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An Alphabetic Guide to Popular Guitar Tonewoods

If you play guitar, whether you’re brand new or an expert, you should know what various guitar woods do for an instrument. Popular woods are all utilized for particular reasons. As you read the following paragraphs, you’ll discover a selection of common guitar tonewoods, alphabetically listed, and the purposes they serve. You should be aware of the fact that guitars usually have one body wood and another neck wood. The guitar tonewoods that you’ll see featured here are body woods.

1. Ash wood initially enjoyed its rise to popularity in the 1950s when an immensely popular guitar company started using it. Swamp ash, which is cut from the lower sections of wetland trees that have underwater roots, makes the very best ash guitar bodies. This kind of ash wood is famed for having a twangy, sweet edge that was the hallmark of early rock and roll and remains the cornerstone of country even still.

2. Basswood is among the most prevalent forms of wood and is, thus, frequently used by budget guitar manufacturers. If you’re a brand new guitarist who didn’t want to spend a lot of money on his or her first instrument, the odds are good that it’s made out of basswood. Basswood has a well-balanced sound and the wood itself is light in color, with very little grain.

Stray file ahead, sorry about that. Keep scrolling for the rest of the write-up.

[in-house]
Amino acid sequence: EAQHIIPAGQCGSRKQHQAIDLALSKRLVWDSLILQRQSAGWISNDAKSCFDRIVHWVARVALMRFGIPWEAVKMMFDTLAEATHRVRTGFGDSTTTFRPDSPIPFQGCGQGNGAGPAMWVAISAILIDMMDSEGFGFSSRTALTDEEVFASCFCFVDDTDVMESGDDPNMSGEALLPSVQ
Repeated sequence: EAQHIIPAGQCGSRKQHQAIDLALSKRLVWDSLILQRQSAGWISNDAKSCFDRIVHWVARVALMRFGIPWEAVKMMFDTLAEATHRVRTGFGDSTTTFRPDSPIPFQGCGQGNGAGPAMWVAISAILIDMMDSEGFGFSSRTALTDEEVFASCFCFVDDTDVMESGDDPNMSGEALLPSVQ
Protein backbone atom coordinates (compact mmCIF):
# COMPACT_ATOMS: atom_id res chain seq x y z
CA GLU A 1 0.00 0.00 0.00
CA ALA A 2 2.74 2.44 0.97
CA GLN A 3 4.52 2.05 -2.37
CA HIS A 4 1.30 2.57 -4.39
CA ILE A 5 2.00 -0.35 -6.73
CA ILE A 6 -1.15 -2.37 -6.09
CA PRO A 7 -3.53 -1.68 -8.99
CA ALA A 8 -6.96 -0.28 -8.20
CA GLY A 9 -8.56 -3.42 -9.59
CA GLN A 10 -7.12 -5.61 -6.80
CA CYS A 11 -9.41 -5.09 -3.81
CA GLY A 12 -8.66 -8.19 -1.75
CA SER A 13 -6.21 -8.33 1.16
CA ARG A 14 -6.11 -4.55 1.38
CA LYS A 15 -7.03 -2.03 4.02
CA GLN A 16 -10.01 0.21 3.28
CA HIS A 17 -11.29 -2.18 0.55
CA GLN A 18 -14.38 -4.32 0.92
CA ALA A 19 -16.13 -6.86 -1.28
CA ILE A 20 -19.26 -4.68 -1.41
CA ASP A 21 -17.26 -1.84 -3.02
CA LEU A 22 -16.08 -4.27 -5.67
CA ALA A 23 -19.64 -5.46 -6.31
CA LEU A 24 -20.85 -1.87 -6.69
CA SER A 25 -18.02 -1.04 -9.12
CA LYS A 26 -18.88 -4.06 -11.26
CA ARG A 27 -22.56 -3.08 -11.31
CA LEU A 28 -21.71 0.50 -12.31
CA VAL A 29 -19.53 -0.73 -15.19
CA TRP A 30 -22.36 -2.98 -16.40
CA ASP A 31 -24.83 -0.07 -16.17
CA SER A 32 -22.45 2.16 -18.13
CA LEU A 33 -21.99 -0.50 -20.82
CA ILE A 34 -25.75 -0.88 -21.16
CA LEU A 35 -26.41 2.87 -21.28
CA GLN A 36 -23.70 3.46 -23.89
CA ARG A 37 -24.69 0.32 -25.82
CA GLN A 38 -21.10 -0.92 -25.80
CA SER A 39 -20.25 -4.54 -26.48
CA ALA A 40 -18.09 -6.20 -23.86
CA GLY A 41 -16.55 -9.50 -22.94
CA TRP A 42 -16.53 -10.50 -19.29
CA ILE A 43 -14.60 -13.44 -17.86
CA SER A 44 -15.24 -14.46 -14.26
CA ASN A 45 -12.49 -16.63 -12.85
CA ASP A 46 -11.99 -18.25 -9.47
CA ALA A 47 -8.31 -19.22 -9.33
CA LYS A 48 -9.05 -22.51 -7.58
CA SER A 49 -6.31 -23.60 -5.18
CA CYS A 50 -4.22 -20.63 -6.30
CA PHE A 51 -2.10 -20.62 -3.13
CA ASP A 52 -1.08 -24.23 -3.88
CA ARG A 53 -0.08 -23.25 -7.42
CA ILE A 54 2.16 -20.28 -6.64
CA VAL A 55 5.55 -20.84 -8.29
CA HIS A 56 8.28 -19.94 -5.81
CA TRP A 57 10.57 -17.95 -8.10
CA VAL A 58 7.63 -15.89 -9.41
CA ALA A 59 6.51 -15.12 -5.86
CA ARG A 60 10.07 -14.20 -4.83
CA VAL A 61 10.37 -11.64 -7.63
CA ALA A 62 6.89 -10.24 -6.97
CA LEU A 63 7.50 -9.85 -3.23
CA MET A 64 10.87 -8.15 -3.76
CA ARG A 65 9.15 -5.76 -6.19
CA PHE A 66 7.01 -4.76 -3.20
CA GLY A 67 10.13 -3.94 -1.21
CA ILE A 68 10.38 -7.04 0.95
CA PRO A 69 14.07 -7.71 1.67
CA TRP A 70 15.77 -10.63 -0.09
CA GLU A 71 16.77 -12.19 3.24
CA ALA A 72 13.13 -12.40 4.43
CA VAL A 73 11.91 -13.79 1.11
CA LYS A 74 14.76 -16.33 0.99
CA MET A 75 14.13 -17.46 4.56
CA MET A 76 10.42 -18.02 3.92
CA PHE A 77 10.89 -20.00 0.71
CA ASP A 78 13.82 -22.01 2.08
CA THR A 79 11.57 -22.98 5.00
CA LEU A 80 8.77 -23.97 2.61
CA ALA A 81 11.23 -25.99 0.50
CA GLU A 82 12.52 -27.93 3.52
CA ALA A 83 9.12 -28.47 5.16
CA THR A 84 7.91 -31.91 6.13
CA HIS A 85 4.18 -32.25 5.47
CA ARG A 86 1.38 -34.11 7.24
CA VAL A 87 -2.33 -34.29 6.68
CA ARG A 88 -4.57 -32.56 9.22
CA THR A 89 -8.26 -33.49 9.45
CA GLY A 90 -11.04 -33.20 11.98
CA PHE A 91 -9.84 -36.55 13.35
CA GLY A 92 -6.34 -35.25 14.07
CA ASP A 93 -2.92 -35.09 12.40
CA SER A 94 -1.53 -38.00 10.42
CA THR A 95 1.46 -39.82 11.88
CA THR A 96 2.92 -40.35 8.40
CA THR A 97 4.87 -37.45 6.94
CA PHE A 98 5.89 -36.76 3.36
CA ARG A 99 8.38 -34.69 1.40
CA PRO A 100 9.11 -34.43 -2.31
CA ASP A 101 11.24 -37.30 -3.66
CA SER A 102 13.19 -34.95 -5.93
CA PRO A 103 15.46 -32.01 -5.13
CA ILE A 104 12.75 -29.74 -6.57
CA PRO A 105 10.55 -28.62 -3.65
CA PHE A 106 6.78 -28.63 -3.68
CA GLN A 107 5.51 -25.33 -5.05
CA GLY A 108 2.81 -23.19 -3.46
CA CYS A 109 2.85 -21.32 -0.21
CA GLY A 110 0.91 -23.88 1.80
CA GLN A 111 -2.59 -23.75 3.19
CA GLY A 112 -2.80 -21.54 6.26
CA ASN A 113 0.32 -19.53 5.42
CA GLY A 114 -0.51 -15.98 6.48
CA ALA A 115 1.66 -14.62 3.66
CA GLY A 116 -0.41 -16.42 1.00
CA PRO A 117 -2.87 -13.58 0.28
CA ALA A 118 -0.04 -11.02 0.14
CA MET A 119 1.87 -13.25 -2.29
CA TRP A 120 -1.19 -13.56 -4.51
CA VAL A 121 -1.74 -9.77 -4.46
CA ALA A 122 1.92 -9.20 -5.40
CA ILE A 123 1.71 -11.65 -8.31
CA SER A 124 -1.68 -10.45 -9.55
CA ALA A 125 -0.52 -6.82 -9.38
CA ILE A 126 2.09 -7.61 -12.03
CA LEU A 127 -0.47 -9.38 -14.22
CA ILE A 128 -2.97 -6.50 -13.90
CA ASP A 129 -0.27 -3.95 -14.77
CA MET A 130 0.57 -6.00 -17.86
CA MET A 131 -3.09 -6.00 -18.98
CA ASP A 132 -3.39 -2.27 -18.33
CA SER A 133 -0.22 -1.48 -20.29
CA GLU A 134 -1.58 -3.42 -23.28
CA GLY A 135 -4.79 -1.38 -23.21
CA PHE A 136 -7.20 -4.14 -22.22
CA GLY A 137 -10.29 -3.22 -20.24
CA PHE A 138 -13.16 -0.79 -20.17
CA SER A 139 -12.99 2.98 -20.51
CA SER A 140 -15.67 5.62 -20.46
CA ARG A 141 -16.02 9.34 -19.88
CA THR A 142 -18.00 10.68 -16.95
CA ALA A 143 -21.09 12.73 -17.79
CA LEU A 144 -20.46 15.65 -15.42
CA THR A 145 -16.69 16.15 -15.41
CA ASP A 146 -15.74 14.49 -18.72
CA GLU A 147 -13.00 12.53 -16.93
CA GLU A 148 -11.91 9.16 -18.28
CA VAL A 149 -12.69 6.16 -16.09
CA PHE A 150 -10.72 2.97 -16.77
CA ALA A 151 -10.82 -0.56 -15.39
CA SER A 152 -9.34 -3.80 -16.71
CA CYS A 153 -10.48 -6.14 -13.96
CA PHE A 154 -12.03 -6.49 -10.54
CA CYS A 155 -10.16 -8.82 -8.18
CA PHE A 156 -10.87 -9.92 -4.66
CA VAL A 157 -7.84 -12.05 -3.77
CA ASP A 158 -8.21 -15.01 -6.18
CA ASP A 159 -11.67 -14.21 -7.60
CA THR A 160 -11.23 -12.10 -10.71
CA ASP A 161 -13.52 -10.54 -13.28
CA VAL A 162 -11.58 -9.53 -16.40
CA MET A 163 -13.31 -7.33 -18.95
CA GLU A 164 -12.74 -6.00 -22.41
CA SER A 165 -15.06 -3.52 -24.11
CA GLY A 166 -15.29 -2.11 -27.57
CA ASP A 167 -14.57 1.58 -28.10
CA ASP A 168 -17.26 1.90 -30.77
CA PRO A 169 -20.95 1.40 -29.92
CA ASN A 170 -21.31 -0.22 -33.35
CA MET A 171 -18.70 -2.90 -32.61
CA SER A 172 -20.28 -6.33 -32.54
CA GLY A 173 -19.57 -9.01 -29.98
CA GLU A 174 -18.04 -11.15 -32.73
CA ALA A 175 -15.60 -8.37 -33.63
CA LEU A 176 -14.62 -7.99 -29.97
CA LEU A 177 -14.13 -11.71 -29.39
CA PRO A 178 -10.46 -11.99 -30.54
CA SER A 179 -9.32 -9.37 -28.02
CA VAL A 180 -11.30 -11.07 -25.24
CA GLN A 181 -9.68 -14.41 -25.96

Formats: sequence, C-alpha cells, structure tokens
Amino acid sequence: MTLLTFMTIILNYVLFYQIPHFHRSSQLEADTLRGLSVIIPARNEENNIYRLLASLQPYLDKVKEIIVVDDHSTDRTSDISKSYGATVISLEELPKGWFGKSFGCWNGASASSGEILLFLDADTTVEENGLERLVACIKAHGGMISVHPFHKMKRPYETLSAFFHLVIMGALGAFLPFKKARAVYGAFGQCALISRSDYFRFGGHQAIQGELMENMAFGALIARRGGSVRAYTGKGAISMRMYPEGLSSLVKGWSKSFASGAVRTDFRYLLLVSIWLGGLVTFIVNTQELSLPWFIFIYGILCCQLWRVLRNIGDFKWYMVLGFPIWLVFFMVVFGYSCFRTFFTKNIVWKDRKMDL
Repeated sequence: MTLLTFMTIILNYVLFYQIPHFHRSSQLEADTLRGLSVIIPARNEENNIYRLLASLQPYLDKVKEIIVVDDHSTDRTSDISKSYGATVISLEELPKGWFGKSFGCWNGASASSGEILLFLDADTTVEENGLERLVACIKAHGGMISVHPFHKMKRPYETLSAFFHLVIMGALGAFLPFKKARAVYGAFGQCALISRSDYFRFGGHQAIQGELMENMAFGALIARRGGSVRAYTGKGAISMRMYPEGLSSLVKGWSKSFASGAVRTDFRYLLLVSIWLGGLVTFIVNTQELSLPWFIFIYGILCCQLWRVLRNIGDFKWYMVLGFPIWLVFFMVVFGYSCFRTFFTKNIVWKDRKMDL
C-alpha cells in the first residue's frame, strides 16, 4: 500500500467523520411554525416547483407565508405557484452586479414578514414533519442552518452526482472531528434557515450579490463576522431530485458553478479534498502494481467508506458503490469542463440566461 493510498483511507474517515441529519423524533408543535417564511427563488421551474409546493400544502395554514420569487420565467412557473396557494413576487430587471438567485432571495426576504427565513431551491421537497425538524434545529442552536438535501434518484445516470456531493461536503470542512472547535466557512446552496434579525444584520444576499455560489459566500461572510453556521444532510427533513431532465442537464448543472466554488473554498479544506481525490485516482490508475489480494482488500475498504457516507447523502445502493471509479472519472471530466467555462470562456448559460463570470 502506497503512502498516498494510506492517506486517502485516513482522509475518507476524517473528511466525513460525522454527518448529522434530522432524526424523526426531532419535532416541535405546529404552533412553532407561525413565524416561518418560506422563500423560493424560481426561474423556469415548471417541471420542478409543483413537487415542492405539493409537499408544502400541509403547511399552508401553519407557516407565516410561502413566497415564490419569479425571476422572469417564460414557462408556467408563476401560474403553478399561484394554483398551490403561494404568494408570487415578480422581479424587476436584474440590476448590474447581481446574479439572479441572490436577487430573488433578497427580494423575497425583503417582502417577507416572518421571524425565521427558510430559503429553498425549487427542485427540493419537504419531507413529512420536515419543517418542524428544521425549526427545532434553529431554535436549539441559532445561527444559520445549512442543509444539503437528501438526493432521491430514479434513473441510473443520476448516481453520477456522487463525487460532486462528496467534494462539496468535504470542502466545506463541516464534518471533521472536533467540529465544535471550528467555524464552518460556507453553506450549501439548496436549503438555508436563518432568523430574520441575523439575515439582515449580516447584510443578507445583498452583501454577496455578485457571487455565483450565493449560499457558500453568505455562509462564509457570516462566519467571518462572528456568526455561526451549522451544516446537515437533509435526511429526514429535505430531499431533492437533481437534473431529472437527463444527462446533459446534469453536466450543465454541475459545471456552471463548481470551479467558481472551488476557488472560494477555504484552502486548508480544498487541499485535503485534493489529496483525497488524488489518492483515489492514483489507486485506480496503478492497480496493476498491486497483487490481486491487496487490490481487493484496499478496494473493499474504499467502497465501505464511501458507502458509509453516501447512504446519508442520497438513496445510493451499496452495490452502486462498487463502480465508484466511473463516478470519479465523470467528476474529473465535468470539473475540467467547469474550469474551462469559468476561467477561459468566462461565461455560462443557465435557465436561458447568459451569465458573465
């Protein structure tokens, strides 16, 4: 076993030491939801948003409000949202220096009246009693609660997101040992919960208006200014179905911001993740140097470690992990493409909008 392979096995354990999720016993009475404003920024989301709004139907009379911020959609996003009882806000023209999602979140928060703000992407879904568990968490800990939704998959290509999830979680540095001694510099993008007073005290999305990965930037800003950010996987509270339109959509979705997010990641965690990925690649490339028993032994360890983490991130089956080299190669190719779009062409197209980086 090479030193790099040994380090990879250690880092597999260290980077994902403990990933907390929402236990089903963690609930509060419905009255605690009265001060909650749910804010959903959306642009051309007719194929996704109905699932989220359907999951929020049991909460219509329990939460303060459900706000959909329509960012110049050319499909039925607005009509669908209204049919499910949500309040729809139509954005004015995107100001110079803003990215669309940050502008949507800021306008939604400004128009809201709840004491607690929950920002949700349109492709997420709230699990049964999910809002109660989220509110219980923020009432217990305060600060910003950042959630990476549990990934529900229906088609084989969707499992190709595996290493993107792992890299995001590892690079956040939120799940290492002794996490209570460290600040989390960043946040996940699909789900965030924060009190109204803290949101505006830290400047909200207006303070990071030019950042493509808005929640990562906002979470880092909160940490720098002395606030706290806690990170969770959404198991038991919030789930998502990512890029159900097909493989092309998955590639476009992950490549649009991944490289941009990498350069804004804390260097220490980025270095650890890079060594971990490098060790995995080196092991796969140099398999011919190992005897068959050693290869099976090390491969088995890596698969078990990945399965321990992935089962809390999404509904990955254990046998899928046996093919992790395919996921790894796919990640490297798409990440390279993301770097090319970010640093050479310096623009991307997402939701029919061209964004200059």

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3. Mahogany is an extremely common guitar wood. Not only does this richly colored wood provide a gorgeous aesthetic, but a deep, pleasant sound. Mahogany tonewood has been used to create some of the greatest guitar styles ever designed.
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4. The maple/mahogany combination is frequently used in the manufacture of laminated body guitars. These guitars have a sound all their own, due to the mixture of mahogany’s deep tones and maple’s sharp clarity.

5. Rosewood, a pricey option, is seen as a neck wood much more often than it is a body wood. There is a key exception that was manufactured by a well-known brand in the early part of the 1970s. This guitar was actually even used onstage by a band that completely permeated pop culture, both then and now.

6. There are some people who seek out walnut as a guitar wood, more because they like how it looks than how it sounds. There is certainly nothing the matter with the tonality of walnut wood, but it’s dark coloring makes it incredibly striking.

7. Exotic woods aren’t usually used to produce mass-manufactured guitars, but they are worth mentioning because they’re often part of custom guitar makers’ daily lives. Professional guitarists often enjoy having at least a couple of instruments made from exotic woods. Bubinga, wenge, and muira piranga are especially popular. A host of other options also exist.